Radio personality and podcast host Shona Ngava is of the opinion that Namibian corporates have taken a step back and are setting a bad precedent by using creatives to push their brands without remunerating them accordingly.
He specifically addressed the issue of Namibian Wildlife Resorts (NWR), which was seeking social media influencers to post about their trips to NWR resorts on their social media pages. In return, NWR let them stay and eat for free (drinks are excluded), instead of giving them money.
Ngava admitted that the country and the world at large have been hard-hit by Covid-19, which largely impacts economic activities, but insisted that work done must be paid for.
“I understand we are in a panorama pandemic and business is tight, but you need to consider that influencers put a lot of money into their brand and give quality to their audiences,” he said.
“When you come in and decide you are not going to give money and rather give them free accommodation and whatnot, it’s still not enough because people have bills to pay.
“You ask influencers to use their resources to push your content, and you may potentially make millions from this, but you are not considering paying them,” he charged.
Another scenario he alluded to was the Namibian Breweries Limited (NBL), where one could win N$10 000, Windhoek Draught supply for a year, or legendary status to last a lifetime by creating or designing the look of their custom Windhoek Draught.
“The company can at least award N$100 000, because it can make that money back in three days or so. Why are we giving people N$10 000? Why are we exploiting creatives like this in an industry where they are already exploited?” fumed Ngava.
Entertainment journalist Michael Kayunde said he doesn’t have major issues with the NWR proposal or campaign because it is not forcible, but sternly believes creatives need monetary reward and not necessarily barter agreements.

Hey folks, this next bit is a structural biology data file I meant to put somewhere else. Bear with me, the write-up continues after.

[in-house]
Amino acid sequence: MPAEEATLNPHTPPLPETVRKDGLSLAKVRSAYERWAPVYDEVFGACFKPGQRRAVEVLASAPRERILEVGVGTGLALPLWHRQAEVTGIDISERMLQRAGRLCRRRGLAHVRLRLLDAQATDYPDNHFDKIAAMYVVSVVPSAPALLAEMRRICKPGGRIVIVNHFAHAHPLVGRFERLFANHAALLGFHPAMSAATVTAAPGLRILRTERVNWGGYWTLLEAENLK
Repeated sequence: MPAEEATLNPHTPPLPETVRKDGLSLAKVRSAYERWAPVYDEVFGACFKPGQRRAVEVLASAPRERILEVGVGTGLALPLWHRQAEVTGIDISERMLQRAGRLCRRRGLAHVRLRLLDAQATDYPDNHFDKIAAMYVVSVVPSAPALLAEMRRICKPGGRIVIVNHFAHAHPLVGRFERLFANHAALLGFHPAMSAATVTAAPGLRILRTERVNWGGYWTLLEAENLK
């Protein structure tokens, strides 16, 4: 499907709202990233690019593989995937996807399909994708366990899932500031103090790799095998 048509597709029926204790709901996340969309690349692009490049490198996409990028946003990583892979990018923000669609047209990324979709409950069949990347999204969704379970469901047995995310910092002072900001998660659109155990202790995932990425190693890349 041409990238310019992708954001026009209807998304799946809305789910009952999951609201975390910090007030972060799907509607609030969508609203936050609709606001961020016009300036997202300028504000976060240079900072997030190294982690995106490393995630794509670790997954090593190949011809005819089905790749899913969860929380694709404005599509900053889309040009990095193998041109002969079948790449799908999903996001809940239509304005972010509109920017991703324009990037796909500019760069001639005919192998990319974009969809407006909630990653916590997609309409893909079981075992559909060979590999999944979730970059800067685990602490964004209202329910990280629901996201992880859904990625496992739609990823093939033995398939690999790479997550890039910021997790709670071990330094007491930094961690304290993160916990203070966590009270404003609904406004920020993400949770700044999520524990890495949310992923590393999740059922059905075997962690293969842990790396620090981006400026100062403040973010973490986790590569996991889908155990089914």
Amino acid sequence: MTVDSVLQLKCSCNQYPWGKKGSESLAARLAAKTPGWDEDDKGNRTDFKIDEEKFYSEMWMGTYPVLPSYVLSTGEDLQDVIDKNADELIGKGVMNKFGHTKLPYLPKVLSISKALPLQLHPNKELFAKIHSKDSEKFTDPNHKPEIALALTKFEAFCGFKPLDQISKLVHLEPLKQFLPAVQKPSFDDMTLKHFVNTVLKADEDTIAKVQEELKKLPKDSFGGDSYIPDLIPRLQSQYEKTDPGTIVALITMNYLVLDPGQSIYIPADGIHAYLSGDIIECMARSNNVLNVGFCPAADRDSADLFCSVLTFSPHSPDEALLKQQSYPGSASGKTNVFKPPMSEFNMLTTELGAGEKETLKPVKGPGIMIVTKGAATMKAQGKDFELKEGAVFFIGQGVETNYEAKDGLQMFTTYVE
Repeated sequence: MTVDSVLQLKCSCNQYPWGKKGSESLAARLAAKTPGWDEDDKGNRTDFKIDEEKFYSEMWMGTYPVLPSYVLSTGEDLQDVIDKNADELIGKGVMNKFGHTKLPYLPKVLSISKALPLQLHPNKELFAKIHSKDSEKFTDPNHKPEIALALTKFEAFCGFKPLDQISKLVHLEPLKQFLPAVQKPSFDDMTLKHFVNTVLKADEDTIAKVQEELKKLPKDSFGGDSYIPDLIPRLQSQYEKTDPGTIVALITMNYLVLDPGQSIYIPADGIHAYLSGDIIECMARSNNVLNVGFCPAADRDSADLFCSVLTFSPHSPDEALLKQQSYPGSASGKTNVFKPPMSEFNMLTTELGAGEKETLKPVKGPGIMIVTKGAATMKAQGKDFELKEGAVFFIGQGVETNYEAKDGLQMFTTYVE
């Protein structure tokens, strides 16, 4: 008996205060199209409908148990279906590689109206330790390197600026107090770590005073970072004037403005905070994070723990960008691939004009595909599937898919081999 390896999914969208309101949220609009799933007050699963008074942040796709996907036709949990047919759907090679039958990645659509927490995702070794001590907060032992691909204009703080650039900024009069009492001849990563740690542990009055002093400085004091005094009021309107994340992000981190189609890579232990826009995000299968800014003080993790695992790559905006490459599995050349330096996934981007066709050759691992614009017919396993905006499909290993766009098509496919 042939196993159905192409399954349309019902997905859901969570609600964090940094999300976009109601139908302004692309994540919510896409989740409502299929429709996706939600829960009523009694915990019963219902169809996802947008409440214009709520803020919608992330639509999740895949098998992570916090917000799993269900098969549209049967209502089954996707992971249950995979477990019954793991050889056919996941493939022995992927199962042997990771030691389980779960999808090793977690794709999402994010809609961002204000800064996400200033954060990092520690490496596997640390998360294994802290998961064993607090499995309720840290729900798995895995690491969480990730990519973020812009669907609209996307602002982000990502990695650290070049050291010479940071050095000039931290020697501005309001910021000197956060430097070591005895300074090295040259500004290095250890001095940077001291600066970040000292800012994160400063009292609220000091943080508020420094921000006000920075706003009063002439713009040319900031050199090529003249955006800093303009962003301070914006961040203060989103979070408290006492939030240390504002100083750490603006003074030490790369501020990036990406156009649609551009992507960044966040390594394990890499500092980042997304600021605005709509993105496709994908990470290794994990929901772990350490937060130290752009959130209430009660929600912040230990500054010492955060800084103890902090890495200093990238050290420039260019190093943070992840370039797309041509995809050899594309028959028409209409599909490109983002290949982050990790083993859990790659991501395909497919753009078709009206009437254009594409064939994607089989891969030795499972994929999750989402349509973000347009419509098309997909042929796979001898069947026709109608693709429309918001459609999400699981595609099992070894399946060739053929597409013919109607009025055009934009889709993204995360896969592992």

“This all depends on the campaign. The NWR one makes sense, and it is understandable. If you believe as a creative you need to be paid for that content, then don’t apply. There are still people who would go to NWR and still create content for the socials without getting paid. We are proud to be Namibians. We will upload pictures and tag NWR,” he stated.
NWR extended the offer to influencers after seeing how social media has become an essential part of how travellers decide on their next destination.
“Our greatest wish would have been to pay each influencer,” said Mufaro Nesongano, NWR’s spokesperson, adding that due to limited resources and the significant impact Covid-19 has had on their business, they can only offer an in-kind payment.
“However, when the situation improves, we will look into it.”
They have received 199 applications from influencers, but only 10 will be selected.
Each social media influencer will visit any five NWR establishments for the duration of this campaign under the different classifications that NWR has.
“In return, the influencer will be expected to post about their trip on their social media pages and tag NWR using the #NWRMoments. This will ensure that NWR’s audience will see the social media influencers’ content on the NWR website.”